How well does a Subaru Forester handle off-road conditions?

Let's find out
by Beeboy Bargas | May 25, 2019
PHOTO: Beeboy Bargas

Not many all-wheel drive (AWD) crossover SUVs are created equal. Most of them were developed with AWD in order to improve traction on roads. Note that the operative word here is 'road' and not 'off-road.' The latter has varying driving surfaces like dirt, gravel, mud, and snow. An ordinary car will have varying success in various on-road conditions.

What differentiates an AWD crossover from a really good AWD crossover is how aggressive the electronic traction control system works to immediately respond to slippery driving surfaces. Before I go any further, I would like to indicate that I did not mention driving over rocks, which is more of the realm of true 4WD vehicles with ladder-frame chassis, higher ground clearances, and a low-range gear.


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For years, Subaru has been on the cutting edge of AWD. Let's not forget its X-Mode, too. This coordinates the torque vectoring of its Symmetrical All-Wheel-Drive, meaning there's an equal distribution of torque to the wheel or wheels that have traction. And then there's its hill-descent control, which gives the driver maximum control of the vehicle in the most slippery of driving conditions.

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To demonstrate this, the local motoring press was invited by local Subaru distributor Motor Image Pilipinas (MIP) on a two- day combined on-road and off-road drive north of Manila to La Union to showcase Subaru’s Symmetrical All-Wheel-Drive combined with its X-Mode function to demonstrate its superior road holding and innate ability to provide drive to the wheel that needs it most.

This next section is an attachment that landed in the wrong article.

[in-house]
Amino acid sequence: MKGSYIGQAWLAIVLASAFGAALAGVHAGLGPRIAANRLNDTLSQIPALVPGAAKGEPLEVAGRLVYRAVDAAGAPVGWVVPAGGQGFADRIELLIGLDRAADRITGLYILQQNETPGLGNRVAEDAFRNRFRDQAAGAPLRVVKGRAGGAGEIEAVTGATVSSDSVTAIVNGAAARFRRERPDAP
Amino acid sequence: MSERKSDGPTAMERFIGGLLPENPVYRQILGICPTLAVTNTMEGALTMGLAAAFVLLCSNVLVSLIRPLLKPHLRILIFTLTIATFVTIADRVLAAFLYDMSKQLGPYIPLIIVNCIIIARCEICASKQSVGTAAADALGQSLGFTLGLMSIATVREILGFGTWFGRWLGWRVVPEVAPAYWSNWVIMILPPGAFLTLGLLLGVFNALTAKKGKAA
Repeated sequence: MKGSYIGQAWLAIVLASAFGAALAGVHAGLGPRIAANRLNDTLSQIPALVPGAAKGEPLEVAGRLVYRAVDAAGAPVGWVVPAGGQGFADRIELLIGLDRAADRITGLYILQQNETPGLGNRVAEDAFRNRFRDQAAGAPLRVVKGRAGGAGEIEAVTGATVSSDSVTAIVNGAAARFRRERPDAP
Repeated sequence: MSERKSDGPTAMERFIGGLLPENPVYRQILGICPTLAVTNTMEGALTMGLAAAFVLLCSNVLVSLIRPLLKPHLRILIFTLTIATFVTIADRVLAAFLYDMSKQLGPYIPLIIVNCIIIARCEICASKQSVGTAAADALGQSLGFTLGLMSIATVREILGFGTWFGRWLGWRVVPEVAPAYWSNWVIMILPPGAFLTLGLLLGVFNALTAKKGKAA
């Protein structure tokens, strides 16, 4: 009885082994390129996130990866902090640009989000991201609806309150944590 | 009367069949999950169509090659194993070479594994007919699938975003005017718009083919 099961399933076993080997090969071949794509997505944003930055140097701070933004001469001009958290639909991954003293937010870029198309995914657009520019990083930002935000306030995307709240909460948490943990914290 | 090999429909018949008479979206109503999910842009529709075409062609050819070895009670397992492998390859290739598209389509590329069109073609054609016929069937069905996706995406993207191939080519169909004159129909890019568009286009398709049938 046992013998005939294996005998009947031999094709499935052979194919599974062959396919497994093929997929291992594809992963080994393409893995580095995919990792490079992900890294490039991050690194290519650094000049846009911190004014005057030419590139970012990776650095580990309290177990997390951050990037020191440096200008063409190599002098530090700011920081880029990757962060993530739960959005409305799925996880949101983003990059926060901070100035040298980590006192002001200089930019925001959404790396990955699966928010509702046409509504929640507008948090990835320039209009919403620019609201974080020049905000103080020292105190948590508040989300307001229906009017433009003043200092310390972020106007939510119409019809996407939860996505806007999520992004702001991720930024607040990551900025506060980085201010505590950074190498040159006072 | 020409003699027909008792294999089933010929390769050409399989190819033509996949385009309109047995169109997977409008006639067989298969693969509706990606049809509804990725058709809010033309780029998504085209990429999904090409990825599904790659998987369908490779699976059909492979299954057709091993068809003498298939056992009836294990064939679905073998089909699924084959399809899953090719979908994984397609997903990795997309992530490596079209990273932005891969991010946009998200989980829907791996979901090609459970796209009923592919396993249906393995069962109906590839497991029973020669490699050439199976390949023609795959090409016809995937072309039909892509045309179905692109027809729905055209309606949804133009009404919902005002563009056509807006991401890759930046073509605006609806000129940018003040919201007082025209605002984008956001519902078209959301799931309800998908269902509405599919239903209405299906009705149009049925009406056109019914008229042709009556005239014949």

The drive began at its Pasig city dealership where participants were briefed about the day’s drive and the route to La Union. Needless to say, the Forester's road-holding prowess inspires confidence to drive it like a sedan while knowing full well that it is an SUV. The only giveaway that you are driving an SUV is its slightly noticeable lean due to its higher center of gravity. 


Road driving within the legal speed limit does not give justice to the Forester's traction capabilities, so MIP personnel had a surprise waiting for the participants before the finish line. The convoy was diverted to several river beds to demonstrate the SUV's ability to maintain traction and forward progress on wet river stones which can be quite slippery. Water levels were lower than what other brands advertise, but the point was to show that the Forester has the chops to keep it moving forward on moderately sized wet rocks and stones, which is more than what most of the buyers would subject a Forester through.

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The day ended with only a small incident, where the lead scout car high-centered on a rock underwater and required some assistance, but that's expected with a convoy that big and composed of newbie off-road drivers. 


After the long day's drive, we proceeded to the Aureo Resort Hotel for some rest, and over a seaside dinner we were serenaded by entertainers and even some members of the MIP team.
The following day was a long, direct drive back to Manila and was quite uneventful. The main takeaway from this event is that the Subaru Forester—with its Symmetrical AWD and X-Mode—will stay a key player in the AWD crossover SUV segment for years to come.

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PHOTO: Beeboy Bargas
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